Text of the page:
Spencer: [00:18:07] And so it's not necessarily for something. I don't think people should jump into it. If they're brand new to the working world and they don't have any financial footing. That is not what this other vehicles or by the way, keep in mind, like we were a decade in, we had footing. So when every once in a while when a personal friend reaches out and there kind of early in their journey, many sales professionals as well, by the way, that I've ever previously managed to work with, and they're like, hey, we'd love to work with you guys in a deal. And I'm like, yeah, but let's talk about it. Know I'm not necessarily sure it's the right thing do at this time. So it just depends on what someone is looking for. But that was the journey for me, was like single property, Bay Area local, because we were scared to go in turnkey, far away, sight unseen, going to a deal state versus the money state of California. We then went out of state, acquired a series of turnkeys, realized it was too much time and better money with too much time, then went to bigger properties like apartment buildings and syndications and helping people invest in a piece of a larger facility and being a managing member in a lot of these deals that we're in right now and continue to define and curate, vet and help other people invest.


Matt: [00:19:07] Yeah, you said two things I want to pull out. One, you started with real estate is not the strategy. And I talk about that a lot. Real estate is a strategy and a part of the strategy, but it's not the strategy. It's not the only strategy that will get there. And I'm pretty open that 30 to 40 percent of my net worth is still tied in the equity markets. It's just that I believe in cash flow and real estate. Is the most important vehicle in your portfolio for generational wealth more than anything. In the second thing you mentioned was around property management. Like I go back and forth with some people all the time around. What's the value of a property manager? And look, if you're OK, taking that call at 10:00 or you know, how to coordinate resources or swing hammers and things like that, that's perfectly fine. Do it. But I will always build it into my numbers because, one, I don't want another job if I start scaling out my single family portfolio again, I don't want another job. And two, that's just not what gives me energy. It gives it gives me stress when one of my tenants text me and says they need something, even if it's something small, just because that's another thing on my plate. I think you and I are very similar.


Matt: [00:20:09] We started growing out our single family and then moved more into the passive space. It's more important when you get into this passive space now that you've got to vet the operator because you are a limited partner in those deals, meaning you have no active role, you are trusting the operators. Yeah, I think you have a good framework coming from a technology background on how you look at operators and deals and things like that. Can you talk to us a little bit about kind of your framework on how you how you vet those?


Spencer: [00:20:35] I think I cannot take credit for the genesis of this framework. I think we have tailored it to our own passive investing needs, like even before we built our passive investing group and a company that's made us investing, like we started investing in these things ourselves. So that that was the genesis of this. I still have this thing in a spreadsheet in Google Sheets, like three big tabs. You got to look at the sponsor, the market and the deal. One, two, three. And I think just to demystify some of the terminology for folks, if they're still getting used to that first one to sponsor because it is incredibly confusing, is such a typical real estate thing to throw jargon in it like this, to throw people off. The sponsors are very fancy way of simply saying it's not someone that paid to be advertised at an event. It means in this case, they are the general partner or the manager or the asset manager of that deal, the people who are calling the boots on the ground, the ones making the decisions and executing the business plan on this deal that you're going to go purchase. And so typically, the ones that we are focused on have been large apartment communities. So we're talking a hundred and fifty to four hundred units and sometimes more than that. So you better have competent, experienced people who are the sponsor. You can also call them the operator, boots on the ground, all those other terms I gave you. So that's number one.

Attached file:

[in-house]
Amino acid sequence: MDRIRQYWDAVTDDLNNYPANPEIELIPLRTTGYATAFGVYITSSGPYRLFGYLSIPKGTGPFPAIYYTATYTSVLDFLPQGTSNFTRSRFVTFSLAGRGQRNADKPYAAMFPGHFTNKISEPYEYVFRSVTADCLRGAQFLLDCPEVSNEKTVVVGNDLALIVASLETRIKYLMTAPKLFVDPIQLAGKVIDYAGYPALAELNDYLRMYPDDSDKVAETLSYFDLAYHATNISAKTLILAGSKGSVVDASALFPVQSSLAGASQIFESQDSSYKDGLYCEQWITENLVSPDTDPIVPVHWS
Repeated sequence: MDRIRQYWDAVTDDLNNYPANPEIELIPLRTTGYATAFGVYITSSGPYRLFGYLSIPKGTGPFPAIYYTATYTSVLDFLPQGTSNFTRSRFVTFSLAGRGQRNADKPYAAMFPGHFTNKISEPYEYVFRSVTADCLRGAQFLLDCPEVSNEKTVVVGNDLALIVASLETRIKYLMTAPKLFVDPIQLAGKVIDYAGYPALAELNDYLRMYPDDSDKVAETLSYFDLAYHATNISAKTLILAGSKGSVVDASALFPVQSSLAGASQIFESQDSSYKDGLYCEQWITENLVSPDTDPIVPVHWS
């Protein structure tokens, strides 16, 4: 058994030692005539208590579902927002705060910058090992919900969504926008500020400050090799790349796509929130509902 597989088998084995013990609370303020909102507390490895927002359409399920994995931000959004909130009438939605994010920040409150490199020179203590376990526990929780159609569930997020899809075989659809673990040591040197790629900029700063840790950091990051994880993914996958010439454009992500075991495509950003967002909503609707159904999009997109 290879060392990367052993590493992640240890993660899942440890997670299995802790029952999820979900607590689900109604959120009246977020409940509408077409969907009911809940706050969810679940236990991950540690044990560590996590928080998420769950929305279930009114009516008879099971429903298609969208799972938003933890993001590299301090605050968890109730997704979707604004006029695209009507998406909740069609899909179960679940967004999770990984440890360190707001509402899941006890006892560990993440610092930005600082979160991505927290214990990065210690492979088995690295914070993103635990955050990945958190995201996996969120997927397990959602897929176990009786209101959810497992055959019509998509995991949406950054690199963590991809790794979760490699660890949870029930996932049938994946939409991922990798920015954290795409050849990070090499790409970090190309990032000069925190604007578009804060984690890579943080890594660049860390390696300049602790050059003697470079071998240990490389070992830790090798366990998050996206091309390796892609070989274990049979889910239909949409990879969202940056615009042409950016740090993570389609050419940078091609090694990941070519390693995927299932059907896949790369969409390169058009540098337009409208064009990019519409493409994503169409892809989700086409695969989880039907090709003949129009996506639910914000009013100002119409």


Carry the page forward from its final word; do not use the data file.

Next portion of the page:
Spencer: [00:21:48] You've got to look at them as a limited partner. That term that you used. That is really helpful, I think, educationally for folks to which is like an LP. Very fancy way of saying. You're basically saying you're bringing your capital to the deal. You have limited liability. So like unlike the duplex that I currently own, if we don't pave the driveway correctly and there's a huge crack and that breaks a leg of the trip on the crack, they could probably see us on a deal like this. You have limited liability as a passive investor. Of course, it depends on just making sure you read all the documentation on all these things. But like, that's the first thing.Sponsor number one.